The effects of two lambs rearing systems - suckling from stall-fed (hay and concentrate) or pasture-fed mothers - on carcass characteristics, meat quality, fatty acids composition, vitamin E content and collagen characteristics, were studied in eighteen lambs. The effect of consumer knowledge about the lamb-rearing system on the hedonic ratings of meat was also assessed through consumer testing. Lambs subdivided into two experimental groups (No. 9) of different maternal feeding system received exclusively maternal milk and were slaughtered at 45 days of age. A higher leg weight with a higher proportion of fat and a lower proportion of lean resulted from the lambs of pasture-fed mothers, while total muscle protein content was higher in lambs of stall-fed mothers. Intramuscular saturated fatty acids (SFA) were lower in lambs from pasture-fed mothers, while polyunsaturated fatty acids (PUFA), conjugated linoleic acid (CLA), linolenic acid (18:3 n-3), and n-3 fatty acids were higher, displaying more favourable indexes for human health (n-6/n-3, SFA/PUFA, thrombogenic index). Maternal pasture feeding also caused higher α-tocopherol content and different collagen characteristics. The consumer test showed that when information on the animal rearing system was provided, the meat from lambs of pasture-fed mothers was preferred to meat from lambs of stall-fed mothers. In conclusion, this study has shown that maternal feeding system in the stall or in pasture affects the nutritional value of suckling lamb meat and consumer acceptability after they are given information on the production system.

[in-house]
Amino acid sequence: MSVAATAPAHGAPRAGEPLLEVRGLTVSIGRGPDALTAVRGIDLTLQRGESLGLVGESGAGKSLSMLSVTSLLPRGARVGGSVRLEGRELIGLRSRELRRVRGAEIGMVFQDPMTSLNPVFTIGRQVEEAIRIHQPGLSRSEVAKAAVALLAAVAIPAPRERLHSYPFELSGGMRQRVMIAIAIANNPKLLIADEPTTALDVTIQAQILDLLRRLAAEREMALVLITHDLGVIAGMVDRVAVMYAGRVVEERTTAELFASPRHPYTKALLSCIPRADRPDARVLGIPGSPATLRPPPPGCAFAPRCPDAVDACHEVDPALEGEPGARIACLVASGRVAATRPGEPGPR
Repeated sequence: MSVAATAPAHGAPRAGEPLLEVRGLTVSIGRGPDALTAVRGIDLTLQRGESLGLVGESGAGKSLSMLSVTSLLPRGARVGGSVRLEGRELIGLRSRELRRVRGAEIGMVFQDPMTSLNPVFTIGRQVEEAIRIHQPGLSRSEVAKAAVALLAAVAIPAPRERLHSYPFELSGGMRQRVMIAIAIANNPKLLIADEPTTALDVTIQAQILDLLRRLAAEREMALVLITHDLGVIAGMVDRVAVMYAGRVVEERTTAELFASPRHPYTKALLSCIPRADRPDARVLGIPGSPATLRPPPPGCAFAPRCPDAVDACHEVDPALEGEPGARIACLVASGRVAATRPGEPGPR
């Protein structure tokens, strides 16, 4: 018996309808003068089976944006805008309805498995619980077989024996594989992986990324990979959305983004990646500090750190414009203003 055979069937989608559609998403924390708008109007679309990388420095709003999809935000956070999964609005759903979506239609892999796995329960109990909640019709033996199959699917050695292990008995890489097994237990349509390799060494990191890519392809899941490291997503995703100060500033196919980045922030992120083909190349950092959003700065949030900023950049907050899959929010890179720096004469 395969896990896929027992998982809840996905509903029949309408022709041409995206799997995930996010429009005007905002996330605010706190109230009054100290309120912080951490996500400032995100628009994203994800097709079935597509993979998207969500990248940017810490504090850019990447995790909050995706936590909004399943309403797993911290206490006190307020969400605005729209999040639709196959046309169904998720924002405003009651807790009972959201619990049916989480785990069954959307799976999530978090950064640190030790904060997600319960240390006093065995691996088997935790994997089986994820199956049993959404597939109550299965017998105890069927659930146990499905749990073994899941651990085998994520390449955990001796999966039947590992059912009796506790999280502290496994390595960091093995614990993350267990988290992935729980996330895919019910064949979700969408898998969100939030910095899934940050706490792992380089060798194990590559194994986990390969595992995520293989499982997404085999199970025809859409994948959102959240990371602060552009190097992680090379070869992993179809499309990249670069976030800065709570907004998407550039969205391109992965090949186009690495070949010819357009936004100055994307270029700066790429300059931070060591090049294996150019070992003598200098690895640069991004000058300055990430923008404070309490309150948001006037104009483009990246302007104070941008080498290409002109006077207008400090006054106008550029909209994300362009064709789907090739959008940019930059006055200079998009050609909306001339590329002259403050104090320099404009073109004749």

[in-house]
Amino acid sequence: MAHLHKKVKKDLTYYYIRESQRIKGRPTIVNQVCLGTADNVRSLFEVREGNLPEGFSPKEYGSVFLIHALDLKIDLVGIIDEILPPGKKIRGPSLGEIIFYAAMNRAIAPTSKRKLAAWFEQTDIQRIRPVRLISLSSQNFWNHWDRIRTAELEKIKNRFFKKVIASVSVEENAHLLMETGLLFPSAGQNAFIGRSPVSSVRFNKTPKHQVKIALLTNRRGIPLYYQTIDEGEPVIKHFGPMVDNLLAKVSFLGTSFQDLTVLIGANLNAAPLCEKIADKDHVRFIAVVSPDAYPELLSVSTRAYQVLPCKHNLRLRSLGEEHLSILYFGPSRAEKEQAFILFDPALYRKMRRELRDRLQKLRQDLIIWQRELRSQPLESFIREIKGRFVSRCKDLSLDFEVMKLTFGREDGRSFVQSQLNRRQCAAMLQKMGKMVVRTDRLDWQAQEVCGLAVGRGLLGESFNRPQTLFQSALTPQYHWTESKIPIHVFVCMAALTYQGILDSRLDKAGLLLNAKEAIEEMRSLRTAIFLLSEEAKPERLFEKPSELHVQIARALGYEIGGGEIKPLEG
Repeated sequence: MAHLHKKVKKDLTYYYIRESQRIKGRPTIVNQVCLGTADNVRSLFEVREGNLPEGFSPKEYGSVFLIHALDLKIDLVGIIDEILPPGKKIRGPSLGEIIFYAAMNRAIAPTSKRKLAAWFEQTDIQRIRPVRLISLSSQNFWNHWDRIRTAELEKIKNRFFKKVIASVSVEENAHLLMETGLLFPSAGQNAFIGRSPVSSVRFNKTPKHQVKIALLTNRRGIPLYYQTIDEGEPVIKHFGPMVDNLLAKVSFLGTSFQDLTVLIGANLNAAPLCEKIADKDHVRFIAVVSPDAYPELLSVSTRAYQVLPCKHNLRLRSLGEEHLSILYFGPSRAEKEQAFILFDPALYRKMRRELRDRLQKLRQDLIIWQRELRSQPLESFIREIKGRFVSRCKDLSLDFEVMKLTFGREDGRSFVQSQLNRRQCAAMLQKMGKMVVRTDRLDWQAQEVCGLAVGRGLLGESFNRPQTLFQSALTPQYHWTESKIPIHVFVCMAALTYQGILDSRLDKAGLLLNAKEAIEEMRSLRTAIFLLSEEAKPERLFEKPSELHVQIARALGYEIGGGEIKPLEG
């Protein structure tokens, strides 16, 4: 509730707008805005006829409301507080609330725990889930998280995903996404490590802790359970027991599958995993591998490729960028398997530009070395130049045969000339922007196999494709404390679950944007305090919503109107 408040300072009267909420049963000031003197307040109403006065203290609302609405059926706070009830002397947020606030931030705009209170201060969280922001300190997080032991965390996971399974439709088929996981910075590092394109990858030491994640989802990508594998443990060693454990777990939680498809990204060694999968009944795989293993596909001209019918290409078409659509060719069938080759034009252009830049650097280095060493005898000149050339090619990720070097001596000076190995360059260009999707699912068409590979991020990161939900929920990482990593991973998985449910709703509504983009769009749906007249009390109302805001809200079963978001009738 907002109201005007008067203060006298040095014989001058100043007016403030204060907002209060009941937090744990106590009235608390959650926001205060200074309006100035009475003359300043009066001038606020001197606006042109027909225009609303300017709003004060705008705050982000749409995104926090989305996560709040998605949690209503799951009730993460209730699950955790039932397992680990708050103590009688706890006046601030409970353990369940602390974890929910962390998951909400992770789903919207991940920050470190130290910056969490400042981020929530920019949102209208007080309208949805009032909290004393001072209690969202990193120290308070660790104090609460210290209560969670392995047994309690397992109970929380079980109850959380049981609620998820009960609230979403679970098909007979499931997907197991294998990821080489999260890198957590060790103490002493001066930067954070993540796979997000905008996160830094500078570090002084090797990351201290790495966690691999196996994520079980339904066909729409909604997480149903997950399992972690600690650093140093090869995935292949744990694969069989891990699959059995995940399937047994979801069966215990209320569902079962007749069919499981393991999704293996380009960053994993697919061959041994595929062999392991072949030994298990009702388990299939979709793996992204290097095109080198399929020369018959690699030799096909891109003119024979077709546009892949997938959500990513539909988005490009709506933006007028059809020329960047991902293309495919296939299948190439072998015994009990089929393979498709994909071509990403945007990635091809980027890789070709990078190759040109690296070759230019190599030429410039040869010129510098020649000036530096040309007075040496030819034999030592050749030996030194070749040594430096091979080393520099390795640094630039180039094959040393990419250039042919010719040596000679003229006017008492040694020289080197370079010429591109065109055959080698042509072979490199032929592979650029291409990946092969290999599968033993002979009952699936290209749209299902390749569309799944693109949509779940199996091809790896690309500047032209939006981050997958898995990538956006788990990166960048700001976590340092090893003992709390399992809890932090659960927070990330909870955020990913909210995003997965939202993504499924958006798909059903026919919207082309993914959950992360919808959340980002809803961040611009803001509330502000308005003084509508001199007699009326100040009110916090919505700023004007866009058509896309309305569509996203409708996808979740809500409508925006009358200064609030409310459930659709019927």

|Digital Object Identifier (DOI):||10.1016/j.smallrumres.2012.02.001|
|Codice identificativo ISI:||WOS:000307688800003|
|Codice identificativo Scopus:||2-s2.0-84864318804|
|Appare nelle tipologie:||1.1 Articolo in rivista|